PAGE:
Free Speech, Culpability and the Impeachment Trial of Former President Trump
Just over a month after thousands of his supporters stormed the U.S. Capitol building, the second impeachment trial of former President Donald Trump has begun.
Yesterday, the senate debated the constitutionality of impeaching someone who is no longer president and found the proceedings to be constitutional. Now, the trial will likely hinge upon a close reading of Trump’s public statements—and private actions—as the riot broke out on Jan. 6. Is he responsible for the violence that resulted in five deaths, including the murder of a Capitol Police Officer?
Political Science professor Susan Roberts shared her insight on this unique—and uniquely murky—impeachment trial.
The Democrats need 17 Republicans to vote to convict—and that sounds unlikely, at best. Is it worth going through with this? And what are the stakes of having a second impeachment end in a second exoneration?
The whole thing is a matter of political calculation versus personal conviction. And the political calculation goes both ways. The Republicans fear that if they vote for conviction, they'll lose their seats. They’ve seen what’s happened to [U.S. Senator] Liz Cheney. This deep concern demonstrates the pull of Donald Trump on the party. Even though he lost the presidential election, Republicans picked up seats in the U.S. House and made significant gains in state legislative seats.
Meanwhile, the Democrats are also accountable. When they go back to their districts, they will have to answer for their votes as well.
And even though the verdict may be pre-ordained the process is important. The fact that the trial happens is critical.
One interesting wrinkle: The articles of impeachment say President Trump bears “singular responsibility.” I think that raises the stakes quite a bit. The Democrats might have overstated their case with that phrase.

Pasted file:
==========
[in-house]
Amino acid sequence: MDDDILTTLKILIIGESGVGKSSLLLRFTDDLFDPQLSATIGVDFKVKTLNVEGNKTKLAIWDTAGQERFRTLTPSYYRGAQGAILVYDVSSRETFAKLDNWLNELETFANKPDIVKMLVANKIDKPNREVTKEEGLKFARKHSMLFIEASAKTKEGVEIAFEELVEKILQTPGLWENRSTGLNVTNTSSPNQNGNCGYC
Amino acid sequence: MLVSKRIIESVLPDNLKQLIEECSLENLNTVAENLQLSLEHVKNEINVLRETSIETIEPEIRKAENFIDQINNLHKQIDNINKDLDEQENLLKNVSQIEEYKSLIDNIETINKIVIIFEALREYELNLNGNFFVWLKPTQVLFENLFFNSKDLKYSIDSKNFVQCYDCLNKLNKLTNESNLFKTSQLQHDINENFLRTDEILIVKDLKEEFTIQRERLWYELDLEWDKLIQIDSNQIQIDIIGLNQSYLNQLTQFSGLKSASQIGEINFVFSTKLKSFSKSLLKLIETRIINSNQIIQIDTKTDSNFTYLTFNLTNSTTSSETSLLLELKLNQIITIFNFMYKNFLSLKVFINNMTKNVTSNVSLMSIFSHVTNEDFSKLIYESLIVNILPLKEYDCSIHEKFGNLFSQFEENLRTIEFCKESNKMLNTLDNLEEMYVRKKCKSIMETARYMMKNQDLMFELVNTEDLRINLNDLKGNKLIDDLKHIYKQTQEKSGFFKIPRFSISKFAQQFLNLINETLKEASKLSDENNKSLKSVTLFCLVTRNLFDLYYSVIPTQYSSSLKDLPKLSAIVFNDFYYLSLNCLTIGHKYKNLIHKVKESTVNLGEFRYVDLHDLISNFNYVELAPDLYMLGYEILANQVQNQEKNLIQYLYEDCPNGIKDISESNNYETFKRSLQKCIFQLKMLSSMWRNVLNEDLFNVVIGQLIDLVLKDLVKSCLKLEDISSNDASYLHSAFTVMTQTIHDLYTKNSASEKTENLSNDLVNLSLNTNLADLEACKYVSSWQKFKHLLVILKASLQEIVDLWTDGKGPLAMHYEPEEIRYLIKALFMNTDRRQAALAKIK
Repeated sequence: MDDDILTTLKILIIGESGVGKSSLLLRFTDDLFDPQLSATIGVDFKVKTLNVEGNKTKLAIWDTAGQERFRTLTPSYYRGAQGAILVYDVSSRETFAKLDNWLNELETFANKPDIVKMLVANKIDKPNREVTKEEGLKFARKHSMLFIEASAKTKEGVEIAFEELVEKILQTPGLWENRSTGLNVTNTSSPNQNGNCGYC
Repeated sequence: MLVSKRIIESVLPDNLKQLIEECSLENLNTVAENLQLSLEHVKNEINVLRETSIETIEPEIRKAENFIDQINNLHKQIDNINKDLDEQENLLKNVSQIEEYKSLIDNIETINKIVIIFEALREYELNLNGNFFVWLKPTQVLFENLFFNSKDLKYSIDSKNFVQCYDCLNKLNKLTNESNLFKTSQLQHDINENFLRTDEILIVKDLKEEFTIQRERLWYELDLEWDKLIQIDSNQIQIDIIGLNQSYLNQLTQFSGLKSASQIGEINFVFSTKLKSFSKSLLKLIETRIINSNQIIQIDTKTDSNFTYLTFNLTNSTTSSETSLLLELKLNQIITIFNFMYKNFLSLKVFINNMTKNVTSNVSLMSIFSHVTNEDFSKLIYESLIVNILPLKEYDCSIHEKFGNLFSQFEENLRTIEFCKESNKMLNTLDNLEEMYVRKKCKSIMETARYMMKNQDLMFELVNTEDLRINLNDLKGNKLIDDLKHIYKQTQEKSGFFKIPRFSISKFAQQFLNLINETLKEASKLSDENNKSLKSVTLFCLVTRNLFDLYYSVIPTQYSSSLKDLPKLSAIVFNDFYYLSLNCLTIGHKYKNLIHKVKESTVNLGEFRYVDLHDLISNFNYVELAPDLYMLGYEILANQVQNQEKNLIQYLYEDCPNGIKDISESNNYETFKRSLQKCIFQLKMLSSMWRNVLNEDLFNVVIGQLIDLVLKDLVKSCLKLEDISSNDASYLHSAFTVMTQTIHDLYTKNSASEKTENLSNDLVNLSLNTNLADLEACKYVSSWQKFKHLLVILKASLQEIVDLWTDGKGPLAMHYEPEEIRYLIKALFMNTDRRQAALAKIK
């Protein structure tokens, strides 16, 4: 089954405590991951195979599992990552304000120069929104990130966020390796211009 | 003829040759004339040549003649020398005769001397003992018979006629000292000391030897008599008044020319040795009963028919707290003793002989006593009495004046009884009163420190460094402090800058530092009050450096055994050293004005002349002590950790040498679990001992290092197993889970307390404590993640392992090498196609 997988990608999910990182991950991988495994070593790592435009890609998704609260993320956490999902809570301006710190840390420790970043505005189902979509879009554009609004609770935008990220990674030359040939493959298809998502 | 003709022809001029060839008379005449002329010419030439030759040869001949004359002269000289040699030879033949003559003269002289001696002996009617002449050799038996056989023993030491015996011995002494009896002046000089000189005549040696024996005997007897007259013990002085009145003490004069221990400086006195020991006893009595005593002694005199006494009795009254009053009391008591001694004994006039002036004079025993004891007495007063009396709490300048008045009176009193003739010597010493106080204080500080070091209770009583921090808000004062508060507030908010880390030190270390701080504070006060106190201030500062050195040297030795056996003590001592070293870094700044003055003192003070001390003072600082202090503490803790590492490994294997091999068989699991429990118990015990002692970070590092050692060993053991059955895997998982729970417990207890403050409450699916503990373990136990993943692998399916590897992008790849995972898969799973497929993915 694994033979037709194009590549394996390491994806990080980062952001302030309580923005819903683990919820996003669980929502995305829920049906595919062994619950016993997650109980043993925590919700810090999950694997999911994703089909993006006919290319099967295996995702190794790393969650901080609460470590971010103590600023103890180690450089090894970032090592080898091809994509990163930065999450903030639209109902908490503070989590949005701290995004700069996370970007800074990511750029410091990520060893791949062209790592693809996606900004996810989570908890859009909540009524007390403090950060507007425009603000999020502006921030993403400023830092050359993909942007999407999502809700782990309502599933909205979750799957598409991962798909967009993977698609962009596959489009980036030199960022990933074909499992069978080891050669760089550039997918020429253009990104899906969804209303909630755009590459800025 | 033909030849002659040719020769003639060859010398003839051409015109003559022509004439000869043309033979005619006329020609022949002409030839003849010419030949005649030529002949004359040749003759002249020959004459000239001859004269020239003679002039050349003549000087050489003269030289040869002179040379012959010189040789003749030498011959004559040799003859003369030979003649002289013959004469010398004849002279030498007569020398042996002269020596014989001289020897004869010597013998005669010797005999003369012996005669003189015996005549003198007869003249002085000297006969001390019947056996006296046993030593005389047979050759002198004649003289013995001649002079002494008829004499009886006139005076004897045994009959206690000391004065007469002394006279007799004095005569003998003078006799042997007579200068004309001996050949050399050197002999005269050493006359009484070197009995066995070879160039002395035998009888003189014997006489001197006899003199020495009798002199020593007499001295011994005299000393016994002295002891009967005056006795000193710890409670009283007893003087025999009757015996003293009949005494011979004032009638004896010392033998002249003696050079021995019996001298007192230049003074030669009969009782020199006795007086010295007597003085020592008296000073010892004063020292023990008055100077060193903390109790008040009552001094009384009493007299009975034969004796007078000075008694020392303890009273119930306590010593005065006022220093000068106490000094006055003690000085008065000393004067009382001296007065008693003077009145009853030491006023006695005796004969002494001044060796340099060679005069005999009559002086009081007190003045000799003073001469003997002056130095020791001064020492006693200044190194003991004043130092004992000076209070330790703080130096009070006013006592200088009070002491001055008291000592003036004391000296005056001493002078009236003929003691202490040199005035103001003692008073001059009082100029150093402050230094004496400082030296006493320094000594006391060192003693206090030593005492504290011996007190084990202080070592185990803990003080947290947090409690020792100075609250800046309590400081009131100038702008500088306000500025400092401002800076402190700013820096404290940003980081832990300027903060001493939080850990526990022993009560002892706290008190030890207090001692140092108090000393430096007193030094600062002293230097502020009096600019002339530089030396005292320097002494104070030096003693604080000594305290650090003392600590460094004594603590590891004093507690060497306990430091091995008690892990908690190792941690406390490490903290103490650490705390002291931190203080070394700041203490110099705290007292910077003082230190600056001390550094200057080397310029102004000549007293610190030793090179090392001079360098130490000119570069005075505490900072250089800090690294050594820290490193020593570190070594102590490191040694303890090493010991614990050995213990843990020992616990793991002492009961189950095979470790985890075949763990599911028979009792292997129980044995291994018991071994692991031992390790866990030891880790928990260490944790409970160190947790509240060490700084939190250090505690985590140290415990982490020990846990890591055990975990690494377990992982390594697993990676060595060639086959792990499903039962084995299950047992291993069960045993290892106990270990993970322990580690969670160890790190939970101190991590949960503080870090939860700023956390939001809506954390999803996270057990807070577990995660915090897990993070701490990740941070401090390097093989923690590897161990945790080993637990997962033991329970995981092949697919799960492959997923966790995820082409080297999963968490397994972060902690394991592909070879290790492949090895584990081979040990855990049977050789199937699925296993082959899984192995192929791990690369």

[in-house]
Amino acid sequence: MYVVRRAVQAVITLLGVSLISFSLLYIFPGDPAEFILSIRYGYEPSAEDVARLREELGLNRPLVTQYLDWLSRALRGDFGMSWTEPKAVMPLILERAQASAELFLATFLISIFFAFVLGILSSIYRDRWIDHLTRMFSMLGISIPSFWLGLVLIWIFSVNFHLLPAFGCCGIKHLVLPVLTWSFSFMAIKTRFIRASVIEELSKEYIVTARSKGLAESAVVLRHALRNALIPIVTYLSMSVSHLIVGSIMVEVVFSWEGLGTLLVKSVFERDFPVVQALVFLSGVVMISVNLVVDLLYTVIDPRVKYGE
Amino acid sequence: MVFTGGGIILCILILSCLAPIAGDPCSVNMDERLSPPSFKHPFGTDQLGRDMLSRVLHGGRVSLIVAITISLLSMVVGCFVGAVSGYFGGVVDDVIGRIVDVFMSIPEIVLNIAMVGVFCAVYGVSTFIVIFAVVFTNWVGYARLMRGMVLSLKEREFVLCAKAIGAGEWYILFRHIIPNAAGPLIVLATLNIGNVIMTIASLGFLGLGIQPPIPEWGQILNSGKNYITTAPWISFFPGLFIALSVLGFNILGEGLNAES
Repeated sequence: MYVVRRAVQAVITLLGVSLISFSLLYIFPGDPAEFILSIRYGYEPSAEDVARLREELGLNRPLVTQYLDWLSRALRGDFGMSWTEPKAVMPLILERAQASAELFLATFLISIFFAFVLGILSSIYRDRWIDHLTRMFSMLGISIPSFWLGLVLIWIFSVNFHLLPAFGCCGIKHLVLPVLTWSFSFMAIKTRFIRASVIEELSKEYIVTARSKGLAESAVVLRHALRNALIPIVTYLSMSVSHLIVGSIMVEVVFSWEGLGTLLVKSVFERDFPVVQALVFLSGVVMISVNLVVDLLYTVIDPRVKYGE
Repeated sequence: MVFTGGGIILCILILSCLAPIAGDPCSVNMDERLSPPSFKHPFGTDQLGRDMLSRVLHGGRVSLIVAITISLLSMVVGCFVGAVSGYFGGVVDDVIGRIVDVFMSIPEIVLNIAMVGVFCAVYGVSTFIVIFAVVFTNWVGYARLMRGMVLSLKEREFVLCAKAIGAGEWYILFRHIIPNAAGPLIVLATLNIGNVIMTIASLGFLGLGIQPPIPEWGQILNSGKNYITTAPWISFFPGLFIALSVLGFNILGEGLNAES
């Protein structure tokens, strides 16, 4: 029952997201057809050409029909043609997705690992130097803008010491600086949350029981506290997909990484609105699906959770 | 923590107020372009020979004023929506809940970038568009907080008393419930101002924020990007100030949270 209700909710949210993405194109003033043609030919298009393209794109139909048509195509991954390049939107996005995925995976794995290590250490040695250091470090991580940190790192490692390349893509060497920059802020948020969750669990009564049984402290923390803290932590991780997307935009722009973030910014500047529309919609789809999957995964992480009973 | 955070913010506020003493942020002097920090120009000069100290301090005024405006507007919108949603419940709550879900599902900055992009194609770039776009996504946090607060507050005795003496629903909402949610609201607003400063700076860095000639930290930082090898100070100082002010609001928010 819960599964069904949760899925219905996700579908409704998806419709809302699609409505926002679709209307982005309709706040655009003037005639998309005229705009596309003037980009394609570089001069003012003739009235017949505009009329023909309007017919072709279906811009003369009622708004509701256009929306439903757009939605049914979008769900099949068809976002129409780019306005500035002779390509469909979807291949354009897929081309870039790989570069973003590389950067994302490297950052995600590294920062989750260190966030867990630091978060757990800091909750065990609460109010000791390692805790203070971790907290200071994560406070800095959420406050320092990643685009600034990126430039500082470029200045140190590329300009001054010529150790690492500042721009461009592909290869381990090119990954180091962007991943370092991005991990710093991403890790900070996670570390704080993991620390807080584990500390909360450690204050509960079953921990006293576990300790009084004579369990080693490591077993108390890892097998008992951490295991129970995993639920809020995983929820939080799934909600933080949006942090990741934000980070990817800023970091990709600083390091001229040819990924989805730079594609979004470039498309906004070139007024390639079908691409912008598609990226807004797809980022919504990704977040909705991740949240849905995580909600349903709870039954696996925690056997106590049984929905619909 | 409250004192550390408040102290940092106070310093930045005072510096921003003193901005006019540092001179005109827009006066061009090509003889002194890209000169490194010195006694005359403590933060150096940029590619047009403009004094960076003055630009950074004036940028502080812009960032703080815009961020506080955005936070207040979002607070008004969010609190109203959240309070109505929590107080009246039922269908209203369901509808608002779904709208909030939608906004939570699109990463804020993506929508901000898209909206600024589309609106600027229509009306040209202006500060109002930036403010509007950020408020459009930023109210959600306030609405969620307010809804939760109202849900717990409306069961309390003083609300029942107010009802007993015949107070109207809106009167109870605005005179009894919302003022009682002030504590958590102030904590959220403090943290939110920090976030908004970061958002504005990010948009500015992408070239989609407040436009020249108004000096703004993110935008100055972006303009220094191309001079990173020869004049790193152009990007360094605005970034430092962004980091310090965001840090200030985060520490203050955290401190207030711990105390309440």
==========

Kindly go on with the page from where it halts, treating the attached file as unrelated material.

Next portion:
In the first impeachment, the Republicans controlled the Senate. This time, the Democrats have a slight edge. How different will the trial process be?
Impeachment 2.0, if you will, differs in several ways. First and foremost, the charges are easy to understand. This is not a complicated “obstruction of justice” charge, one that may be difficult for the public to understand. Second, the evidence is much more visual than verbal. No one in the country hasn’t seen at least a sliver of this. Third, the jurors were also the witnesses. Finally, the trial will move quickly unless the Democrats choose to subpoena Trump, and this seems highly unlikely.
Like you said, this trial will lean heavily on visceral, visual evidence. How might that affect the tone of this trial?
That the insurrection happened is self-evident. That Trump spoke to the horde is self-evident. If the defense argues that is just “Trump being Trump,” the proceedings will instantly become more divisive and volatile.
I think there are many people who think, “I've seen all of the tape,” or “I've seen what happened,” or “I couldn't take my eyes away.” I think there will be pieces of the video that people have not seen. And I think it will be a kind of a gut punch to all the Republicans to see it again.
Those people, those members, Democrats and Republicans, felt personally threatened. And it will be very hard to deny the impact of those videos. Shame is going to be a big part of this trial. Can Republicans re-live that day and deny culpability?
Some of Trump’s defense will center on his freedom of speech; that he’s allowed to say inflammatory things. How much weight does that bear?
It’s not as simple as yelling “fire” in a crowded theater. That is an easily recognizable and commonly used analogy, but that is not precisely what Justice Oliver Wendell Holmes really said. To be precise, he wrote in 1919 that “the most stringent protection of free speech would not protect a man in falsely shouting fire in a theater and causing a panic.” There is such thing as free speech, but there's a line you can’t cross—and that line is deliberately causing harm. The question is: Did President Trump deliberately cause harm? I think that people need to tease out that this isn’t as simple as “fire in a crowded theater.”
Some of Roberts’ answers were adapted from her Feb. 8 appearance on the WFAE program, Charlotte Talks. The full episode is available here.
- February 11, 2021
- Political Science
- News Headlines